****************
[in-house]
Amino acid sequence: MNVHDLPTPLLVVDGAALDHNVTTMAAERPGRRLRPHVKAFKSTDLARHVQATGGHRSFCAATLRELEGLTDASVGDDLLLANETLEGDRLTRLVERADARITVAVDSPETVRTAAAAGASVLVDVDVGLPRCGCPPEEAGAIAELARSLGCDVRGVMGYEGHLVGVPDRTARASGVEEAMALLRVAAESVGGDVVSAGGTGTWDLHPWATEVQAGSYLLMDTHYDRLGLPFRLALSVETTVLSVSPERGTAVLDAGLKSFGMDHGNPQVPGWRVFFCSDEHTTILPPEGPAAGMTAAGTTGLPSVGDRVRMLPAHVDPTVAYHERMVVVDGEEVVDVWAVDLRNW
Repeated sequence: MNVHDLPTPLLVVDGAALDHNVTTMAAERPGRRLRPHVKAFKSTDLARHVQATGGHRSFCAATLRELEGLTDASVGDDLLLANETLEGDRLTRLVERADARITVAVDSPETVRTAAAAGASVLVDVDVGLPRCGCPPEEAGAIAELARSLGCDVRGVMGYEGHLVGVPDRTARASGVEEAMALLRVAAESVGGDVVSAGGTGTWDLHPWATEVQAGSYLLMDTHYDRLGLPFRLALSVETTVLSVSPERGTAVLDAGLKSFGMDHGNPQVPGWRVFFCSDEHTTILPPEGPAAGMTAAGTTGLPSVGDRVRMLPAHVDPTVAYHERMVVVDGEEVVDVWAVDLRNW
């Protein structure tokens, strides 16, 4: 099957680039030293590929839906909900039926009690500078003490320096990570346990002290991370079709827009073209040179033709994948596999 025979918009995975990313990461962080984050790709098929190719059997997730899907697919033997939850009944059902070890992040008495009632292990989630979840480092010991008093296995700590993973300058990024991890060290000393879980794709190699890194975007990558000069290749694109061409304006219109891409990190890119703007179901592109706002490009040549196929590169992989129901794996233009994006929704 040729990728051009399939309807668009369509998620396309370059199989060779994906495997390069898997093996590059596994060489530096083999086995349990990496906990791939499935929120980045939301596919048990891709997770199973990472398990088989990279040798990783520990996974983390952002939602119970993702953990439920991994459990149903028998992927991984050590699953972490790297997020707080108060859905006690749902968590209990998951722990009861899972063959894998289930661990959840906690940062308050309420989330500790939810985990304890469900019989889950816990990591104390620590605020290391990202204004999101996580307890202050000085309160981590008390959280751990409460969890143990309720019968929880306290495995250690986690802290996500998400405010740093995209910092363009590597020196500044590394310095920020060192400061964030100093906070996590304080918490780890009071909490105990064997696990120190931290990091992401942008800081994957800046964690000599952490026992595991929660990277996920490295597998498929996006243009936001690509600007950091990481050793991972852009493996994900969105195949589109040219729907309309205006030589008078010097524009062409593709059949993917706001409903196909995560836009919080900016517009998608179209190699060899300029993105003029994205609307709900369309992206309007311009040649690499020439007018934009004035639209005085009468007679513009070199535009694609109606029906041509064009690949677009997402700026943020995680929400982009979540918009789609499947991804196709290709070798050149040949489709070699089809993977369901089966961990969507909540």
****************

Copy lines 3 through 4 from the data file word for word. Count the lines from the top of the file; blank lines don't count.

Repeated sequence: MNVHDLPTPLLVVDGAALDHNVTTMAAERPGRRLRPHVKAFKSTDLARHVQATGGHRSFCAATLRELEGLTDASVGDDLLLANETLEGDRLTRLVERADARITVAVDSPETVRTAAAAGASVLVDVDVGLPRCGCPPEEAGAIAELARSLGCDVRGVMGYEGHLVGVPDRTARASGVEEAMALLRVAAESVGGDVVSAGGTGTWDLHPWATEVQAGSYLLMDTHYDRLGLPFRLALSVETTVLSVSPERGTAVLDAGLKSFGMDHGNPQVPGWRVFFCSDEHTTILPPEGPAAGMTAAGTTGLPSVGDRVRMLPAHVDPTVAYHERMVVVDGEEVVDVWAVDLRNW
């Protein structure tokens, strides 16, 4: 099957680039030293590929839906909900039926009690500078003490320096990570346990002290991370079709827009073209040179033709994948596999 025979918009995975990313990461962080984050790709098929190719059997997730899907697919033997939850009944059902070890992040008495009632292990989630979840480092010991008093296995700590993973300058990024991890060290000393879980794709190699890194975007990558000069290749694109061409304006219109891409990190890119703007179901592109706002490009040549196929590169992989129901794996233009994006929704 040729990728051009399939309807668009369509998620396309370059199989060779994906495997390069898997093996590059596994060489530096083999086995349990990496906990791939499935929120980045939301596919048990891709997770199973990472398990088989990279040798990783520990996974983390952002939602119970993702953990439920991994459990149903028998992927991984050590699953972490790297997020707080108060859905006690749902968590209990998951722990009861899972063959894998289930661990959840906690940062308050309420989330500790939810985990304890469900019989889950816990990591104390620590605020290391990202204004999101996580307890202050000085309160981590008390959280751990409460969890143990309720019968929880306290495995250690986690802290996500998400405010740093995209910092363009590597020196500044590394310095920020060192400061964030100093906070996590304080918490780890009071909490105990064997696990120190931290990091992401942008800081994957800046964690000599952490026992595991929660990277996920490295597998498929996006243009936001690509600007950091990481050793991972852009493996994900969105195949589109040219729907309309205006030589008078010097524009062409593709059949993917706001409903196909995560836009919080900016517009998608179209190699060899300029993105003029994205609307709900369309992206309007311009040649690499020439007018934009004035639209005085009468007679513009070199535009694609109606029906041509064009690949677009997402700026943020995680929400982009979540918009789609499947991804196709290709070798050149040949489709070699089809993977369901089966961990969507909540």